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   Cremation has been a common practice for most nations throughout history. There have been a few places, such as parts of Judea, Egypt, and in China that do not condone it. Nomads found cremation to be convenient and reduced their fear of the ghosts haunting them. There is no condemnation of cremation in the Holy Bible. Catholics forbid cremation for centuries because they felt the soul would be burned with the body and you would be condemned to Purgatory or Hell. In 1963 the matter was addressed by the Pope when it was pointed out some of the martyrs were burned at the stake and then made saints (e.g., St. Joan of Arc). From that point on it was no longer forbidden for Catholics to be cremated. However, is still common for Catholics to avoid cremation because of past practice.

   In 1995 about 25% of Americans were cremated. About 75% of Japanese were cremated. Cemetery space is the key factor. Americans have plenty now, but as the space runs out and the prices climb the percentage of cremations will increase. It's very fast and very simple. If burial of the cremains is required there needs to be only a 16" x 16" hole! In cremation what happens to a body in an hour or two equals the decay that happens in possibly 25 years following an earth burial. Both are forms of oxidation.

   There are a variety of steps that are available in cremation. The simplest is the direct cremation. Here the body is transported directly to the crematorium in a cardboard box specifically manufactured for that purpose. There is no service involving viewing the body in the funeral home. However, many people have a memorial service sometime after the cremation. Other steps may include many combinations of the following procedures: A viewing in the funeral home, including embalming and restoration; a service in the funeral home; a service in a house of worship, a service in the mausoleum if one is connected to the crematorium; a service in the crematorium; with a possible committal service as the casket moves toward the retort.

   Most crematoriums require a proper receptacle for the body. That usually means a casket. There is a good reason for that. The operator of the crematorium does not want to be lifting human remains - some are not embalmed - into the retort because of health, safety, and personal considerations. That means most cremations are done with the body in a receptacle.

A Casketed Body Ready for Cremation, May 1976 at Cedar Hill Cemetery

   The retorts are fired up with oil, gas, and (rarely) electricity. Being familiar with oil-fired, I will describe that process in detail. The retort is lined with fire brick. The casket is placed in the retort with the lid closed if it is wood. With metal caskets, if they are allowed, the lid is removed. Fiberglass caskets create so much smoke, soot, and residue they are usually banned. A metal tag with a number is added with the casket to keep track of who is being cremated.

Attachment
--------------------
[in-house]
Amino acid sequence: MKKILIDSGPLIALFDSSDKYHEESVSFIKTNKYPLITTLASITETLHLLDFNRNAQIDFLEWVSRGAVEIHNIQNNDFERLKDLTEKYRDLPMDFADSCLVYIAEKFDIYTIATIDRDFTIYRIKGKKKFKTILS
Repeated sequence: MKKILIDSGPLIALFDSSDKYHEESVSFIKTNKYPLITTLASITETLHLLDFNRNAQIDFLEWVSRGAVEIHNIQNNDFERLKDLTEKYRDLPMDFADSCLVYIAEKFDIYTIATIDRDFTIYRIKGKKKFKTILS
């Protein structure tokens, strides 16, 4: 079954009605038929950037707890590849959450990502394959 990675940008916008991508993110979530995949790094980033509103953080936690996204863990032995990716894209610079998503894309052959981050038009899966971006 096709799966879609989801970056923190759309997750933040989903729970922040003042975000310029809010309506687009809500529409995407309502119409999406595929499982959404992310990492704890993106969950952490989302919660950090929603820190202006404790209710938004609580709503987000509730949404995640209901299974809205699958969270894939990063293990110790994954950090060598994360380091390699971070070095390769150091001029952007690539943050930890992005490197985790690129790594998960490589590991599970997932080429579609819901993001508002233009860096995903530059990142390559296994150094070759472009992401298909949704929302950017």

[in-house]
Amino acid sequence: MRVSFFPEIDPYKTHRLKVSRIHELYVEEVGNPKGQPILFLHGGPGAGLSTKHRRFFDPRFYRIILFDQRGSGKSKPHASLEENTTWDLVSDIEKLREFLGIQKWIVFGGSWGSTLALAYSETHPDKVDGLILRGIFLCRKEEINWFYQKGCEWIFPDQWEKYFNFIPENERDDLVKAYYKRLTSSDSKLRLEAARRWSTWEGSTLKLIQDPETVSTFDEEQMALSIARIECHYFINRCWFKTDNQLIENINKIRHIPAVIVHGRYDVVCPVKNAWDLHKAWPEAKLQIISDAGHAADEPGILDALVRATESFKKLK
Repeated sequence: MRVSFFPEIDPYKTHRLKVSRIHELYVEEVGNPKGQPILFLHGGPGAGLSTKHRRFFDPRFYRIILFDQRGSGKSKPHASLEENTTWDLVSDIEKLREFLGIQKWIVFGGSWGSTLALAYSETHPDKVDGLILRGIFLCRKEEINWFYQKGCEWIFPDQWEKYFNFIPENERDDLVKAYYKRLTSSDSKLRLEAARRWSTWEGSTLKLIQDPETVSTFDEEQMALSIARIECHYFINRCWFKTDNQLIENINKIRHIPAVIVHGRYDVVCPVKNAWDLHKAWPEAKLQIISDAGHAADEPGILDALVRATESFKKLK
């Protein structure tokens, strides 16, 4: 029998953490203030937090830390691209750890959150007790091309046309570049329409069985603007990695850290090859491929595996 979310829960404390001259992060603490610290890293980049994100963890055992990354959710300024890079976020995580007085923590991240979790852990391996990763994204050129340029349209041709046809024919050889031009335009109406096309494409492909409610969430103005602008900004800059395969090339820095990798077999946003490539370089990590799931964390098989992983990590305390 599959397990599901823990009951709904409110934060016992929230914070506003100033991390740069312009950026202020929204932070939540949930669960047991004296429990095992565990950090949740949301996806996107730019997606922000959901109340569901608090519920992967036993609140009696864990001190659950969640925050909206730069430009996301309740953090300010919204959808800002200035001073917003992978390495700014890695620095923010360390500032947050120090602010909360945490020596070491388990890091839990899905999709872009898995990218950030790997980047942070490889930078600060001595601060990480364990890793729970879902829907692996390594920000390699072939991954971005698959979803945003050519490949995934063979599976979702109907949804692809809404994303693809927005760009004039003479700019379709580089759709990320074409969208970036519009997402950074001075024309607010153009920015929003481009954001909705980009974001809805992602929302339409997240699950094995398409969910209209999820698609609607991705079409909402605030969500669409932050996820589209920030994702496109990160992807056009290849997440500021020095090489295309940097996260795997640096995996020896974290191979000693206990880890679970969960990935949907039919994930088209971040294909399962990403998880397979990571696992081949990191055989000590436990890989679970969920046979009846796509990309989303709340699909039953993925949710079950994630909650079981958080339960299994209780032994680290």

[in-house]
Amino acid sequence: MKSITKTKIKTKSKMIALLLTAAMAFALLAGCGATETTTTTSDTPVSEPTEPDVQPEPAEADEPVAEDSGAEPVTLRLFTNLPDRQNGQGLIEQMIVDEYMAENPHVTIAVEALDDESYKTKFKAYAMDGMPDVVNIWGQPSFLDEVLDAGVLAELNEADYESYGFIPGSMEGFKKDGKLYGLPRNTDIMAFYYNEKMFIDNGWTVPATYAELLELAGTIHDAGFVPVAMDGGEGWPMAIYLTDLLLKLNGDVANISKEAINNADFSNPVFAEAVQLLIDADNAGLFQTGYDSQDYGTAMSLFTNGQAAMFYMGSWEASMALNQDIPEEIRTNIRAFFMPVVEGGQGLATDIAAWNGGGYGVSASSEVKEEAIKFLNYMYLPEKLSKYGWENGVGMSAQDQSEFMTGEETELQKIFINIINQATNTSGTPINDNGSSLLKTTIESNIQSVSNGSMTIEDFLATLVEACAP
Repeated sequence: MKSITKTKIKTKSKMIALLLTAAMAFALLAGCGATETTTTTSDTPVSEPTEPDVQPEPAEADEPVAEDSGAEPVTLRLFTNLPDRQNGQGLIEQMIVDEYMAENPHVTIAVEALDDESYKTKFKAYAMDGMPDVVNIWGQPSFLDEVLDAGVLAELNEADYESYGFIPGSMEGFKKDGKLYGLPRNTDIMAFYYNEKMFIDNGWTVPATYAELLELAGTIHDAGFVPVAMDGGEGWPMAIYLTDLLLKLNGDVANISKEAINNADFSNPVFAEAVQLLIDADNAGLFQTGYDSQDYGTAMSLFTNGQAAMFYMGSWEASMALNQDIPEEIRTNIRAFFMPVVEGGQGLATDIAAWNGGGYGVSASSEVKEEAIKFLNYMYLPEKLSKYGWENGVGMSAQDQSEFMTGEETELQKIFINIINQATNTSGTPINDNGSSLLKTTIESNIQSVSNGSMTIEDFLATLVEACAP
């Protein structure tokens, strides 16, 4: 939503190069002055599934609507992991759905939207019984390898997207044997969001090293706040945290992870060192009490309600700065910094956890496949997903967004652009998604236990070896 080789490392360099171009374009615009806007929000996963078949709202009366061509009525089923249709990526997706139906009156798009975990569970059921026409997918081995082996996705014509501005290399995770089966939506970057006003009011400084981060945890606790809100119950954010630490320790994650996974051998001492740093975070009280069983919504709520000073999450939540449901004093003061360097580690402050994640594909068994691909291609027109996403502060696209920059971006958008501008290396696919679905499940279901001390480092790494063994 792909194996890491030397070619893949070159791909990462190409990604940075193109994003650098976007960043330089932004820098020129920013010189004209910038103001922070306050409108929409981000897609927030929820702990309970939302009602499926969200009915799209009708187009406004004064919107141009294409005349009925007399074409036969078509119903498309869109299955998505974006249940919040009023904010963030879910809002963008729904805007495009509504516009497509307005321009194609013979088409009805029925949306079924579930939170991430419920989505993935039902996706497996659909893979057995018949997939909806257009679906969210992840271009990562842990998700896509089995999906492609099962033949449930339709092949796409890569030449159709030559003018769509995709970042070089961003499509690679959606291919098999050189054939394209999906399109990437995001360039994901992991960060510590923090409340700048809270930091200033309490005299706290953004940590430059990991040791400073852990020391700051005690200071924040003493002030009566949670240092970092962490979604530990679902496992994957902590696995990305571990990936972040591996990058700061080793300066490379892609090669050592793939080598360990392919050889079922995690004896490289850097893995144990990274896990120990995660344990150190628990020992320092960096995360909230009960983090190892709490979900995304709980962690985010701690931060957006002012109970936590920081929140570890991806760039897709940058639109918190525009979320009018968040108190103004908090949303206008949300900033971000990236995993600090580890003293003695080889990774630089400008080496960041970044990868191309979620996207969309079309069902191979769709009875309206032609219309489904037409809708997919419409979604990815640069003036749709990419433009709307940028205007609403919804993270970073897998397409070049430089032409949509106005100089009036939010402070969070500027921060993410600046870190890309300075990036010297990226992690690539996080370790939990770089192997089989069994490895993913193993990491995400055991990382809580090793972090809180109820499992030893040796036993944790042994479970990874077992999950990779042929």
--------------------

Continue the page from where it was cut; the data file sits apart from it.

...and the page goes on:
ID Tags Placed In the Retort For Cremains Identification

The heavy door is shut and the unit is turned on. There is a small window that may be opened to see the progress. At this time a flame is shot down from a position that is approximately over the chest. The flame is 3200 degrees Fahrenheit and literally burns everything that is flammable. The wooden casket turns into a slight ash which is caught by the filters. The water in the body is evaporated and then the fleshy part burns. Since a human body is composed of hydrogen, oxygen, nitrogen, carbon, and bone, after removing the water and other gases what remains is carbon and bone. So, at first everything turns black like charcoal (as burning meat on a stove would do) and then the carbon is slowly combined with oxygen and becomes carbon dioxide. The relentless flame continues to remove all traces of water and carbon even from the bone. What remains is the most clean and white bone one could imagine. It is sparkling! These are cremains.


Students Looking Into the Retort of one Furnace at Cedar Hill Cemetery


On the left George Mocko, past Supt. of Cedar Hill explains the retort interior. On the right is a student partially inside the retort.


A casket is in the retort just prior to the start of the cremation process.

   There is usually no smoke emitted from the smokestack if things are in proper order. Any smoke or odors that are generated are reburned prior to being emitted to the environment. The only by-product coming from the chimney is heat, carbon dioxide, and water vapor although one time the operator at the crematorium turned the flame up to hasten decomposition and black oil smoke was discharged. This was done so the class would not see the first stages of the cremation. One time I was able to observe that stage. As one looked through the small door the body had moved to a sitting position and fluids were bursting from the upper torso. The different Death Education classes have seen a variety of final stages. During some it is possible to identify the lungs, heart, and some other internal organs just prior to them becoming carbon dioxide. They are black against the white bones that are visible during this stage.

The Crematorium at Cedar Hill When the Cremation was Hastened